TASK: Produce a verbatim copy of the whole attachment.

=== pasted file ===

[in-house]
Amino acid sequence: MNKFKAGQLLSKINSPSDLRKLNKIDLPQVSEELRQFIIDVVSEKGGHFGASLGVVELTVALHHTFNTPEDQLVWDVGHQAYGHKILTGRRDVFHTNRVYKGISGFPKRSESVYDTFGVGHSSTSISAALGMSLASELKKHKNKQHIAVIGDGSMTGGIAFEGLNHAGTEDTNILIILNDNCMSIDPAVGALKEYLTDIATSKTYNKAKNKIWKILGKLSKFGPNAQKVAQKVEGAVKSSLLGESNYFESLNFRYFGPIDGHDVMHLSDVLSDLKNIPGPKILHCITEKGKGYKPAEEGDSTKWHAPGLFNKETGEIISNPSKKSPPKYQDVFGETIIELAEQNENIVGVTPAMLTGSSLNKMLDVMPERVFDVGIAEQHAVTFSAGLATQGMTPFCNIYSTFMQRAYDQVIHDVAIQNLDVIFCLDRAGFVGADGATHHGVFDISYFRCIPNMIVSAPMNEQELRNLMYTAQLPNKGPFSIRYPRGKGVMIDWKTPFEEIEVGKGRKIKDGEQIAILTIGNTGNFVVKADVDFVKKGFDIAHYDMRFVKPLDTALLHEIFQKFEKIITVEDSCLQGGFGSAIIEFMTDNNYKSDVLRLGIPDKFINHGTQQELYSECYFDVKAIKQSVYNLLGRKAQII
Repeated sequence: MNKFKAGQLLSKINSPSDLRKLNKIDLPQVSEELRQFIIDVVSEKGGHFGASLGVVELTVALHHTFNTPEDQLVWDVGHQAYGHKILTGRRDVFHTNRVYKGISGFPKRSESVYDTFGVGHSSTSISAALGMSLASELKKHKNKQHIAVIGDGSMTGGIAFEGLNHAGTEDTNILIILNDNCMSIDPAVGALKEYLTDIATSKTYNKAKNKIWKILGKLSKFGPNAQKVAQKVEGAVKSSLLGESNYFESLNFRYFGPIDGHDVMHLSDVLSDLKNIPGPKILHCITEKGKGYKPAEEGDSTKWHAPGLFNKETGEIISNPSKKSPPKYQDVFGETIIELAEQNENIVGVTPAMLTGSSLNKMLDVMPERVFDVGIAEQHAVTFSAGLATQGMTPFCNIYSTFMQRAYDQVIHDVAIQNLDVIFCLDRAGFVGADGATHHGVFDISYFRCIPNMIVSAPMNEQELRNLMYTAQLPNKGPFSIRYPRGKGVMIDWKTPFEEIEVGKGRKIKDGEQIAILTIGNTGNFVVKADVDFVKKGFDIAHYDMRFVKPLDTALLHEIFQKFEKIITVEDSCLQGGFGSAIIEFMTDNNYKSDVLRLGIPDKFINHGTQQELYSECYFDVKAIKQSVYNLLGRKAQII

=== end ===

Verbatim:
[in-house]
Amino acid sequence: MNKFKAGQLLSKINSPSDLRKLNKIDLPQVSEELRQFIIDVVSEKGGHFGASLGVVELTVALHHTFNTPEDQLVWDVGHQAYGHKILTGRRDVFHTNRVYKGISGFPKRSESVYDTFGVGHSSTSISAALGMSLASELKKHKNKQHIAVIGDGSMTGGIAFEGLNHAGTEDTNILIILNDNCMSIDPAVGALKEYLTDIATSKTYNKAKNKIWKILGKLSKFGPNAQKVAQKVEGAVKSSLLGESNYFESLNFRYFGPIDGHDVMHLSDVLSDLKNIPGPKILHCITEKGKGYKPAEEGDSTKWHAPGLFNKETGEIISNPSKKSPPKYQDVFGETIIELAEQNENIVGVTPAMLTGSSLNKMLDVMPERVFDVGIAEQHAVTFSAGLATQGMTPFCNIYSTFMQRAYDQVIHDVAIQNLDVIFCLDRAGFVGADGATHHGVFDISYFRCIPNMIVSAPMNEQELRNLMYTAQLPNKGPFSIRYPRGKGVMIDWKTPFEEIEVGKGRKIKDGEQIAILTIGNTGNFVVKADVDFVKKGFDIAHYDMRFVKPLDTALLHEIFQKFEKIITVEDSCLQGGFGSAIIEFMTDNNYKSDVLRLGIPDKFINHGTQQELYSECYFDVKAIKQSVYNLLGRKAQII
Repeated sequence: MNKFKAGQLLSKINSPSDLRKLNKIDLPQVSEELRQFIIDVVSEKGGHFGASLGVVELTVALHHTFNTPEDQLVWDVGHQAYGHKILTGRRDVFHTNRVYKGISGFPKRSESVYDTFGVGHSSTSISAALGMSLASELKKHKNKQHIAVIGDGSMTGGIAFEGLNHAGTEDTNILIILNDNCMSIDPAVGALKEYLTDIATSKTYNKAKNKIWKILGKLSKFGPNAQKVAQKVEGAVKSSLLGESNYFESLNFRYFGPIDGHDVMHLSDVLSDLKNIPGPKILHCITEKGKGYKPAEEGDSTKWHAPGLFNKETGEIISNPSKKSPPKYQDVFGETIIELAEQNENIVGVTPAMLTGSSLNKMLDVMPERVFDVGIAEQHAVTFSAGLATQGMTPFCNIYSTFMQRAYDQVIHDVAIQNLDVIFCLDRAGFVGADGATHHGVFDISYFRCIPNMIVSAPMNEQELRNLMYTAQLPNKGPFSIRYPRGKGVMIDWKTPFEEIEVGKGRKIKDGEQIAILTIGNTGNFVVKADVDFVKKGFDIAHYDMRFVKPLDTALLHEIFQKFEKIITVEDSCLQGGFGSAIIEFMTDNNYKSDVLRLGIPDKFINHGTQQELYSECYFDVKAIKQSVYNLLGRKAQII